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Winter Pruning of Climbing Roses

Posted by admin in Maintenance, Winter

Winter is the best time to prune modern repeat climbers as all the old leaves need to be picked off anyway, so may as well prune at the same time. (Once blooming old roses and ramblers are best when pruned in the summer after flowering)

The key to climbers is to train the canes as near to horizontal as possible. A good structure of horizontal branches dramatically increases the number of flowers. Climbers that are allowed to grow straight up will have flowers only on the tips of the canes. Newly planted climbers won’t need much pruning the first year or two. Just tie in any canes that have developed over the summer and cut side shoots back to about 6 inches.

The rose in this picture would have most of its flowers at the top.

The rose in this picture would have most of its flowers at the top.

To prune an established wall trained climber, start by taking a critical look at the plant’s structure.   Identify two or three of the oldest, less productive canes for removal or cutting back. Decide which of the newly developed canes you want to keep and where they would be best tied in. Look for dead wood, weak thin growth and awkward branches.   Try to make a plan before you start cutting.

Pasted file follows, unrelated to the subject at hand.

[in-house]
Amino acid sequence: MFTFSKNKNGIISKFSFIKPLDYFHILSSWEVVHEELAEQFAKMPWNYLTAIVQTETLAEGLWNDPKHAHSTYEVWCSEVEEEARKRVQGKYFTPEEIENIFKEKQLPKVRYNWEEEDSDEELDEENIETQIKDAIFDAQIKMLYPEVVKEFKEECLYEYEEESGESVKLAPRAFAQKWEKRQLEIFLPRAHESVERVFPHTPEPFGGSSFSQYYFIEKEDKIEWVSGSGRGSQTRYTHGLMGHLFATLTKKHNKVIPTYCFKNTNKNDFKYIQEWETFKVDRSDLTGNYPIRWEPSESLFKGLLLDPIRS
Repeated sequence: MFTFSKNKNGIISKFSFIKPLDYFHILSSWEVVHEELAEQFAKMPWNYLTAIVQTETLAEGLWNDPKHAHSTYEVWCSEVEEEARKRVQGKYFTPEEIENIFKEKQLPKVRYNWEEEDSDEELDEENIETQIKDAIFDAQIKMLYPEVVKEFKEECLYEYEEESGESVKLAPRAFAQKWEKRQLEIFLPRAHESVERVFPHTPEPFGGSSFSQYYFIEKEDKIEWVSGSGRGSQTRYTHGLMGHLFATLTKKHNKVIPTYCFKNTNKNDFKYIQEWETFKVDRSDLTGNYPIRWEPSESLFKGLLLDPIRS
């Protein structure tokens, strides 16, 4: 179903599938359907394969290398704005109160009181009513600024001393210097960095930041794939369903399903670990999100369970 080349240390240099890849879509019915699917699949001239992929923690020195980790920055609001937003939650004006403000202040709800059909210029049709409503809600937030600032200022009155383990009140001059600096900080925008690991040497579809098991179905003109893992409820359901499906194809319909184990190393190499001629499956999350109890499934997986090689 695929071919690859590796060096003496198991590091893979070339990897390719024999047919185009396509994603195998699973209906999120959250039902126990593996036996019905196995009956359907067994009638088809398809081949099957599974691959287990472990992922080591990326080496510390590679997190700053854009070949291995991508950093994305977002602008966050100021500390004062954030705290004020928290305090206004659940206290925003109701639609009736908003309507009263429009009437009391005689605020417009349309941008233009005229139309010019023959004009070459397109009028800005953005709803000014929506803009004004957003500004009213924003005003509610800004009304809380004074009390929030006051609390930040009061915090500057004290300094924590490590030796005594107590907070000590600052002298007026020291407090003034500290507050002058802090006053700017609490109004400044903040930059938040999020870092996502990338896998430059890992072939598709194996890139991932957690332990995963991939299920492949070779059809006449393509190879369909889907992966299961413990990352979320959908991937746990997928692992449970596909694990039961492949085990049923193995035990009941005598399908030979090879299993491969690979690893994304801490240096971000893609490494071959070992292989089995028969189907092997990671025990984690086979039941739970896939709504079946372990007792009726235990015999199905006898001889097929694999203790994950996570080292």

Once you have your game plan, start by cutting away what you don’t want. The oldest branches can be cut at ground level, or at a low point where you want a new branch to form. Keep an eye on where the buds are and make the cuts just above buds that are pointing in the direction you want new growth to go in.

Cut out thin weak growth, dead wood and awkward crossing branches. Leave the side branches on the remaining canes for the time being.   Tie remaining canes onto the supports, spacing them evenly to get good coverage. Now prune the side branches, or laterals, growing out of these canes down to 3 or 4 buds. Cut just above an outward facing one.

Rose Pruning 3Remove any remaining leaves, an important step in disease control.   Lastly, rake up any fallen leaves off the ground, lightly fork over the soil around the base of the plant, apply a couple of inches of compost and you’re done.

The steps for pruning a rose trained over an arbour or similar structure are pretty much the same. Try to train some of the branches in “S” curves up trellised sides or wrap them around the support posts. Be sure that the branches over the top of the structure are tied down securely to prevent wind damage and to promote good flowering. Cut back side branches to two or three buds.

Red rose 2

See how this Don Juan Rose is tied to the top of the arbour, producing many side branches and lots of flowers.

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